5 Facts You Need To Know About Medicinal Cannabis In New Zealand

Cannabis use has often come with a stigma, as there are many negative stereotypes that people associate with cannabis and its use. However, over the past decade, it's become more mainstream and it is now legal for New Zealanders to be prescribed medicinal cannabis by their GP. We hope this blog helps demystify some of the stigmas as well as answer any questions you have about the use of medicinal cannabis use in NZ.

1. Medicinal cannabis is now legal in New Zealand

In September 2023 the government changed the regulations around prescribing medicinal cannabis. They also increased the plant varieties that could be grown and exported which will ultimately make prescriptions cheaper for consumers. Currently, medicinal cannabis prescriptions are still quite expensive (as they are not Pharmac funded), which makes it hard for some people to obtain them.

The current legislation allows GPs to prescribe medicinal cannabis in a variety of ways; an oral liquid, sublingual drops, dried plant for vaporisers or teas or as a spray. All of the current products that can be legally prescribed (found here) are listed on the Ministry of Health website, they have been tested and found to meet the medicinal cannabis minimum quality standards and are only allowed to be prescribed for no more than a three-month supply.

2. Cannabis helps with chronic conditions

The prescribing parameters for medicinal cannabis are quite broad as it is up to the discretion of the GP and the health concerns they are assessing. The most common prescriptions are for people who are suffering from:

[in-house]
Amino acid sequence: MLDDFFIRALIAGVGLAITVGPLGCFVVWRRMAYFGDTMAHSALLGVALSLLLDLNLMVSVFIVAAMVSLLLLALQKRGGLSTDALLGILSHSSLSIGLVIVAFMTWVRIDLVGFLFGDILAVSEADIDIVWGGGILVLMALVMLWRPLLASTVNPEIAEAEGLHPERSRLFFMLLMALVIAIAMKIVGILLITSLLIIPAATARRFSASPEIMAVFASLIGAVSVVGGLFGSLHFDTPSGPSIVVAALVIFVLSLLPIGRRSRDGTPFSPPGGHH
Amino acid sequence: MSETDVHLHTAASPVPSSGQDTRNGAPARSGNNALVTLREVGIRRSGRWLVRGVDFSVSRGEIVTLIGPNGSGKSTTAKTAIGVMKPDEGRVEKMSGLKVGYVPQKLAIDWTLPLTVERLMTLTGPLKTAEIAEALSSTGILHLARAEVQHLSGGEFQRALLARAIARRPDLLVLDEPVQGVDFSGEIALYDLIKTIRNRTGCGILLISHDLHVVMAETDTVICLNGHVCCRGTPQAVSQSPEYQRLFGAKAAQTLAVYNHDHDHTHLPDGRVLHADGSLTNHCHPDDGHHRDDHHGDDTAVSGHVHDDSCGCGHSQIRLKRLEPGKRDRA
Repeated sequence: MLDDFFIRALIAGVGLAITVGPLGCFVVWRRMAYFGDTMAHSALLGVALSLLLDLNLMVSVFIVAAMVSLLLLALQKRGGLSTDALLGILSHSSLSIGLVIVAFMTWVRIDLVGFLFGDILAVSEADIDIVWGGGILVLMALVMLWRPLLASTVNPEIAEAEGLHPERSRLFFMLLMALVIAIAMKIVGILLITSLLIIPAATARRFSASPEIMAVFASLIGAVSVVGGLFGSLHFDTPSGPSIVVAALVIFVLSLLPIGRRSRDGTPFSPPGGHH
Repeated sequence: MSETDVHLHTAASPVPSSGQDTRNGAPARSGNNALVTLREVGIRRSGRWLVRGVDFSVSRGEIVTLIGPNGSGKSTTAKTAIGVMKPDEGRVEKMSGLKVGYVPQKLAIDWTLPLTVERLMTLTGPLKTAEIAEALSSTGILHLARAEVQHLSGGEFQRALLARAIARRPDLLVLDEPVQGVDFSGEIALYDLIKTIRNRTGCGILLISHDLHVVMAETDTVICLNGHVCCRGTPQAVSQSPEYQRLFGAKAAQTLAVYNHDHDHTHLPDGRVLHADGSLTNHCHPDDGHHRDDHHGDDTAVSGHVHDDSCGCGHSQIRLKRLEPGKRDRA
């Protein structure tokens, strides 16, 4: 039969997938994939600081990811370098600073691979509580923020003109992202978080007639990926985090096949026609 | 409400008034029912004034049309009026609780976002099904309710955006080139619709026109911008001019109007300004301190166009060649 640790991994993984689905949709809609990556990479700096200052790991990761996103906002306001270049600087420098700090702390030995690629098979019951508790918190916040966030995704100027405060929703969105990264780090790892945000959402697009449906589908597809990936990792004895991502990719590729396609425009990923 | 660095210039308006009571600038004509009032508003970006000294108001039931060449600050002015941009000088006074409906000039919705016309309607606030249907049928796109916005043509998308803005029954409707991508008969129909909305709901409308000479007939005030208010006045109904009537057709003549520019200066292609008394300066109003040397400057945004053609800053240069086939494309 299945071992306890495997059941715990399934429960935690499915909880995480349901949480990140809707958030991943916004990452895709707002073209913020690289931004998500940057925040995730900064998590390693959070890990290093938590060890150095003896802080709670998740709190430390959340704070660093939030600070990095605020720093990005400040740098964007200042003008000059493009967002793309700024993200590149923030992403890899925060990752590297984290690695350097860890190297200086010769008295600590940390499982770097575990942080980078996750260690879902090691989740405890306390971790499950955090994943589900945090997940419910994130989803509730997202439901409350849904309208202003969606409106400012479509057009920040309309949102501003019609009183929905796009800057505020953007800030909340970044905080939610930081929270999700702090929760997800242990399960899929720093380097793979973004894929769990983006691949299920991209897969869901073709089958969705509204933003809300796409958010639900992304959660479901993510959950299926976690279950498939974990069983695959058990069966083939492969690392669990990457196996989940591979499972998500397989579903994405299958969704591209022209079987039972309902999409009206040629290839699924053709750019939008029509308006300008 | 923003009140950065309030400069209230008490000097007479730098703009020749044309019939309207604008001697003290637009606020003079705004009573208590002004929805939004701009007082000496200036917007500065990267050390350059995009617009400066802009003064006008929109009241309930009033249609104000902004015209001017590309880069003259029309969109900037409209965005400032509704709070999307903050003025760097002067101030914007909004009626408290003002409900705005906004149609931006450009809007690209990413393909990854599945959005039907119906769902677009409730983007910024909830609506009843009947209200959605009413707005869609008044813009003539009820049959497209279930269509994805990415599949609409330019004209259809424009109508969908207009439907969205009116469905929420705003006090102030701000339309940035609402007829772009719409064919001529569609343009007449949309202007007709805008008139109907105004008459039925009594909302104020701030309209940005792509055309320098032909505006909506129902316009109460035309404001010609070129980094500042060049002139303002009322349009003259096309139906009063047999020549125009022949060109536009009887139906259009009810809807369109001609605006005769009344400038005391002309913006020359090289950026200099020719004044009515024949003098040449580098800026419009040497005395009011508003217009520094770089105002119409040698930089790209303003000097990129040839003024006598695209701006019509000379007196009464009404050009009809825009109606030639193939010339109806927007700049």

• Chronic pain that can stem from cancer,  arthritis, nerve pain and other conditions that cause pain 
  • Chronic conditions such as multiple sclerosis, chronic fatigue, fibromyalgia and Crohn's disease.
  • Sleep and mood health issues 
  • Inflammation issues
The list of conditions that medicinal cannabis can help with is extensive, and it is often prescribed after exhausting other pain medication options. However, it is important to note that medicinal cannabis is not considered a first-line option for conditions - meaning health professionals must try other treatments alongside medicinal cannabis to prescribe it legally.

People report that using medicinal cannabis has helped with supporting pain levels so they can have a better quality of life. With chronic pain and chronic conditions, there is sometimes very little people can do to better their health situation.
Anything chronic usually means the condition or symptoms are long-term and consistent and for some, it may be something they have to live with forever. This reality can be overwhelming, so anything that can help support people to feel better and more able to participate in society is a good thing.

3. It works well with the cannabinoid receptors that are found throughout our bodies

The endocannabinoid system (ECS) is made up of a vast network of chemical signals and cellular receptors that are found throughout your body. In order to stimulate these receptors your body produces molecules that are called endocannabinoids.